“Minister Bheki Cele is misleading the country when it comes to the DNA backlog,” said Ian Cameron, Director of Community Safety at Action Society. “His recent claim of the backlog standing at 71 000 is not telling the complete truth. Instead, he uses smoke and mirrors to make it seem like the backlog is declining.”
The Portfolio Committee on Police (PCP) heard that the DNA backlog stood at 173 000 in March 2021. Action Society learned through a PAIA application that the backlog stood at 241 152 in April 2021. Cele reported that the backlog then declined to 166 327 in August last year. The minister continued publicly stating that they are working down the backlog and, at the GBV Summit this month, said the backlog now stood at around 71 000.
However, Cele failed to mention that he kept referring to the initial ringfenced cases, which excludes new cases not processed within 30 days after June 2021. If Cele had been leading with integrity, he would have explained that the backlog actually continues to grow because the National Forensic Service Laboratories (NFSL) cannot handle the influx of about 18 000 new entries per month, much less work down the ringfenced cases.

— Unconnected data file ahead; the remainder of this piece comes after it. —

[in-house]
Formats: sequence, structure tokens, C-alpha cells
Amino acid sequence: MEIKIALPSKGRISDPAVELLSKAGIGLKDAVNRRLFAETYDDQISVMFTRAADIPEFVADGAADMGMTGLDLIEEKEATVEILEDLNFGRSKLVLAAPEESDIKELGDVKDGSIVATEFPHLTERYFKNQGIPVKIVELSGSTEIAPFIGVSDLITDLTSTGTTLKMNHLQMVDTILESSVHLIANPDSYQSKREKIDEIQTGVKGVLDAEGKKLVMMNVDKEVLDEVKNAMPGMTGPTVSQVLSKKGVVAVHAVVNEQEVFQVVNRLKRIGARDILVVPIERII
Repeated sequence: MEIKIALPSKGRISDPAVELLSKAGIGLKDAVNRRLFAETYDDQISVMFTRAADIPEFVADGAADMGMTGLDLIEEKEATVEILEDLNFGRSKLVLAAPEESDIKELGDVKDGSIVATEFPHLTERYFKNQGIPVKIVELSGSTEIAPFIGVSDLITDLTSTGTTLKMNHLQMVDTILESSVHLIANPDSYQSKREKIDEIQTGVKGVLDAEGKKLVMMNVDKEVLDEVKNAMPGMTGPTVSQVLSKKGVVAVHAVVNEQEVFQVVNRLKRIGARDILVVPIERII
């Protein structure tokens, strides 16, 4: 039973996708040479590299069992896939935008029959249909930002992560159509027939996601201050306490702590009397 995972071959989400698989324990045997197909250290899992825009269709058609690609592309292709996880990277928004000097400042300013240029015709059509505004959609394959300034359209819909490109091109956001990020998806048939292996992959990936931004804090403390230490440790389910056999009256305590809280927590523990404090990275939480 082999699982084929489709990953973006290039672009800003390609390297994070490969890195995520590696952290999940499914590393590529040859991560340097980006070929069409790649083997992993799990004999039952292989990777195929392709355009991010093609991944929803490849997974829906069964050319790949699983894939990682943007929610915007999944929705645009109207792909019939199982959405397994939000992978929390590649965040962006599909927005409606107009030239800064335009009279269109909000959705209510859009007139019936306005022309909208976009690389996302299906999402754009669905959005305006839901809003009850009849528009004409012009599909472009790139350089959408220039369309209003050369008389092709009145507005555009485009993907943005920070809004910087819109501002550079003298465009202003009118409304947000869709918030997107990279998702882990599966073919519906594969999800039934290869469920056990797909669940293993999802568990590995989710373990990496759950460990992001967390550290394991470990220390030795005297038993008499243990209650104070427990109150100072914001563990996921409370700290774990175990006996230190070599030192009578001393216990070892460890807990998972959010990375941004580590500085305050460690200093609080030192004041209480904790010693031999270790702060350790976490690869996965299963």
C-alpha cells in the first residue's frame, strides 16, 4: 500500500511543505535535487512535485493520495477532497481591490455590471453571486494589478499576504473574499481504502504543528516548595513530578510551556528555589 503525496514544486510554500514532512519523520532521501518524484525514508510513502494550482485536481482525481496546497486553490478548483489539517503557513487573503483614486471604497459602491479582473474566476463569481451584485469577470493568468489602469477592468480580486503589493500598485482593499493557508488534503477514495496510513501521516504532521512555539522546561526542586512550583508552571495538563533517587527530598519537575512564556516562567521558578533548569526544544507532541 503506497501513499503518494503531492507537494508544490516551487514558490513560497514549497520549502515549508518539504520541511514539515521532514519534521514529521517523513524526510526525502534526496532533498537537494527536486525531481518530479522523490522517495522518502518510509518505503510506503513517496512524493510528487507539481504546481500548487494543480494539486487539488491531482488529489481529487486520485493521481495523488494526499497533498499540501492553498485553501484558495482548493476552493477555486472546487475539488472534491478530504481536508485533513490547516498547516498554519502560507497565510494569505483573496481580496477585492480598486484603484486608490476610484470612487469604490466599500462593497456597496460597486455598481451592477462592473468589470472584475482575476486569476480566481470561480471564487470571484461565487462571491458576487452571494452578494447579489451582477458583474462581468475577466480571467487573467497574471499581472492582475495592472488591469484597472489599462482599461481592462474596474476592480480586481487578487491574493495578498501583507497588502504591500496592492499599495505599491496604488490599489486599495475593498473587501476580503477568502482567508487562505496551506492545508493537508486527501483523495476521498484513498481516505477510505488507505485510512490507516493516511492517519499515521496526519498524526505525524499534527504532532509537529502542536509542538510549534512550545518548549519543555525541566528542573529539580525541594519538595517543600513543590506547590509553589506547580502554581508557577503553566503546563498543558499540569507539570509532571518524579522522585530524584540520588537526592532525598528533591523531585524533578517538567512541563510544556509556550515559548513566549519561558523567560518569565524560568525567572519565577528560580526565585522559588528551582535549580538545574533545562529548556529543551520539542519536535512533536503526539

This revelation then also voids the PAIA response from the police in July 2022, stating that “…there is no need for the appointment of private contractors at the moment, since the backlog is currently being down managed accordingly.” In his report to the PCP in August 2021, Cele said public-private partnerships are part of the solution to optimise laboratory capacity.
“For a government which continuously claims to be fighting against gender-based violence, this “strategy” seems to show an utter disrespect for victims of GBV,” said Cameron. “The GBV Summit would have been the ideal stage to be honest about the DNA backlog and announce how the police department will use any available resources to solve the problem. But, instead, Cele chose to continue lying to save face.
“The next time you go around creatively with statistics, Mr Cele, we hope you think of the four-year-old girls Bokgabo Poo, Mia Botha and Chevonne Rusch, whose bereaved parents cannot process their deaths because the DNA backlog halts their murder investigations. Stop being stubborn. Be honest and admit you need help.”
Action Society has instructed its legal team to bring a PAIA application to clarify the state of the DNA backlog, including ringfenced, newly backlogged and monthly entries.